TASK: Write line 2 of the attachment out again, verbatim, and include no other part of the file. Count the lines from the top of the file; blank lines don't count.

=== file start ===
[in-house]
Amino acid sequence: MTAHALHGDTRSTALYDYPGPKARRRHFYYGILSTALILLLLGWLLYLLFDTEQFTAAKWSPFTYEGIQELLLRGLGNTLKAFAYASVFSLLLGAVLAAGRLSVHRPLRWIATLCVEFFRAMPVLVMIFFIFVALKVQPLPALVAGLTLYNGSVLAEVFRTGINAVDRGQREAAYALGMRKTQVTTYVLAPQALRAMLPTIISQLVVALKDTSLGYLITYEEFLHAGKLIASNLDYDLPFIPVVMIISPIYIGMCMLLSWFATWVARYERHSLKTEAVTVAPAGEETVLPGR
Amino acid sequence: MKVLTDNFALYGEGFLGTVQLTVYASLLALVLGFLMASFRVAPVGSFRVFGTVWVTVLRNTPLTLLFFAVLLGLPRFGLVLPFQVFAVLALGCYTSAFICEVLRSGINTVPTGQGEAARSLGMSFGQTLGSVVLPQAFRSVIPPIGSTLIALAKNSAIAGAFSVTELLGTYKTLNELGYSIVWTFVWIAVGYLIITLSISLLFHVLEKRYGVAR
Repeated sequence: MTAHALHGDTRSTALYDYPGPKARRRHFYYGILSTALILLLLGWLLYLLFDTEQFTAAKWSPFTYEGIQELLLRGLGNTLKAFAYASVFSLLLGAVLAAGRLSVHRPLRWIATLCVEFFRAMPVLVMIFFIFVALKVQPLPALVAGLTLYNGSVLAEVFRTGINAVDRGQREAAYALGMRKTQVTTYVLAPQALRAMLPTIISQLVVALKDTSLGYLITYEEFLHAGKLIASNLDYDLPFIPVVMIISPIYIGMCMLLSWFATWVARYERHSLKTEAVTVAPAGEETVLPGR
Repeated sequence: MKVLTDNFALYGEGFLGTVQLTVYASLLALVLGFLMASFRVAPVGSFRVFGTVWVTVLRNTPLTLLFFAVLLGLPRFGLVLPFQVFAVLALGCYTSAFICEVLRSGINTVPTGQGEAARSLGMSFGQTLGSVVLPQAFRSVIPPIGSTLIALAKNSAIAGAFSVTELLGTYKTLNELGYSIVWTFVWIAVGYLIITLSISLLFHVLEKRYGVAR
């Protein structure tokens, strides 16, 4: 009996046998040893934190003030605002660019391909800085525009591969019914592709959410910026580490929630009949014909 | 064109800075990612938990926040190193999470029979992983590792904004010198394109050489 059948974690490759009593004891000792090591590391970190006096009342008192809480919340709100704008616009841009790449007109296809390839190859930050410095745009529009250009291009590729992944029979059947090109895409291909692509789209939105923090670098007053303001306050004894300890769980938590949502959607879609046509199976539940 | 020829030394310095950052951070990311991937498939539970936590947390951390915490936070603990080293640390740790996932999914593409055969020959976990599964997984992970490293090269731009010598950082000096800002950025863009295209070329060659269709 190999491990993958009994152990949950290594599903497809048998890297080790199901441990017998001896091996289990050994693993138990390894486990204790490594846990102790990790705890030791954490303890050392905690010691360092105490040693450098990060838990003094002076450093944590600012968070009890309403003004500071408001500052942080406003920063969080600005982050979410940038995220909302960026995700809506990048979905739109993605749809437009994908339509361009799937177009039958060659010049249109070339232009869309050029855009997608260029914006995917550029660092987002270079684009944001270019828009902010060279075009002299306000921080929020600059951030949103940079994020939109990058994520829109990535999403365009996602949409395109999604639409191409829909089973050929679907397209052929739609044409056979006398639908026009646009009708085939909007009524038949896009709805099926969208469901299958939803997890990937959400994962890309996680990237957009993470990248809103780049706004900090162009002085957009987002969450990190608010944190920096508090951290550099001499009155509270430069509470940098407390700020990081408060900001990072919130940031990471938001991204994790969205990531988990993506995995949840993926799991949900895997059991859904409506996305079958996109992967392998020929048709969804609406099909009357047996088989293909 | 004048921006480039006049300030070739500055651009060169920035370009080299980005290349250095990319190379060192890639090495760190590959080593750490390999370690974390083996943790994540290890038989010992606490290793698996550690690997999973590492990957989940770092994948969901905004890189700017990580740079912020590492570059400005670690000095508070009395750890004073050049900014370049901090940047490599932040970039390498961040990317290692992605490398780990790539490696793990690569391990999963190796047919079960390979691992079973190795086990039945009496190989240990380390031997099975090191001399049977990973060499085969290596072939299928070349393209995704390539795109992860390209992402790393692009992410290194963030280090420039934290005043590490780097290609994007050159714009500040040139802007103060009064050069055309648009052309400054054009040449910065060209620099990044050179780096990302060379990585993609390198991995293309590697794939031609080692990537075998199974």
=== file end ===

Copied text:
Amino acid sequence: MTAHALHGDTRSTALYDYPGPKARRRHFYYGILSTALILLLLGWLLYLLFDTEQFTAAKWSPFTYEGIQELLLRGLGNTLKAFAYASVFSLLLGAVLAAGRLSVHRPLRWIATLCVEFFRAMPVLVMIFFIFVALKVQPLPALVAGLTLYNGSVLAEVFRTGINAVDRGQREAAYALGMRKTQVTTYVLAPQALRAMLPTIISQLVVALKDTSLGYLITYEEFLHAGKLIASNLDYDLPFIPVVMIISPIYIGMCMLLSWFATWVARYERHSLKTEAVTVAPAGEETVLPGR